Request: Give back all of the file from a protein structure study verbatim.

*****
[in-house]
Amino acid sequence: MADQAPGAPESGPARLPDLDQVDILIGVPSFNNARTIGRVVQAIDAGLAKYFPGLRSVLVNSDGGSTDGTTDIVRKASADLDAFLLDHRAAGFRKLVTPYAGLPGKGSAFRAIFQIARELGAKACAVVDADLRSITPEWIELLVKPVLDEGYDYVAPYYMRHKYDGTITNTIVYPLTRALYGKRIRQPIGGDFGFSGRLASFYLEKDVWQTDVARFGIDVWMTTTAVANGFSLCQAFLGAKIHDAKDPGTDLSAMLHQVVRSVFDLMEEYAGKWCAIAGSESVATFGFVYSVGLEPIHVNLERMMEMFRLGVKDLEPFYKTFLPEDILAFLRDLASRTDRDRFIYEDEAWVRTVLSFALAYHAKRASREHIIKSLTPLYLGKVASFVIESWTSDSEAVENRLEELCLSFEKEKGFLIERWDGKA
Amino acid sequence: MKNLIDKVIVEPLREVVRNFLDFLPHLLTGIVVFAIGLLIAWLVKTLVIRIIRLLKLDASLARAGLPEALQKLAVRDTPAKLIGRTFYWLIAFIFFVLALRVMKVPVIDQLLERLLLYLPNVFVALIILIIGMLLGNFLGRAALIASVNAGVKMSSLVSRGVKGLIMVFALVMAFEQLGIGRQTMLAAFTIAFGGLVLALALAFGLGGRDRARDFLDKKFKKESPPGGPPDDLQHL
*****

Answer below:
[in-house]
Amino acid sequence: MADQAPGAPESGPARLPDLDQVDILIGVPSFNNARTIGRVVQAIDAGLAKYFPGLRSVLVNSDGGSTDGTTDIVRKASADLDAFLLDHRAAGFRKLVTPYAGLPGKGSAFRAIFQIARELGAKACAVVDADLRSITPEWIELLVKPVLDEGYDYVAPYYMRHKYDGTITNTIVYPLTRALYGKRIRQPIGGDFGFSGRLASFYLEKDVWQTDVARFGIDVWMTTTAVANGFSLCQAFLGAKIHDAKDPGTDLSAMLHQVVRSVFDLMEEYAGKWCAIAGSESVATFGFVYSVGLEPIHVNLERMMEMFRLGVKDLEPFYKTFLPEDILAFLRDLASRTDRDRFIYEDEAWVRTVLSFALAYHAKRASREHIIKSLTPLYLGKVASFVIESWTSDSEAVENRLEELCLSFEKEKGFLIERWDGKA
Amino acid sequence: MKNLIDKVIVEPLREVVRNFLDFLPHLLTGIVVFAIGLLIAWLVKTLVIRIIRLLKLDASLARAGLPEALQKLAVRDTPAKLIGRTFYWLIAFIFFVLALRVMKVPVIDQLLERLLLYLPNVFVALIILIIGMLLGNFLGRAALIASVNAGVKMSSLVSRGVKGLIMVFALVMAFEQLGIGRQTMLAAFTIAFGGLVLALALAFGLGGRDRARDFLDKKFKKESPPGGPPDDLQHL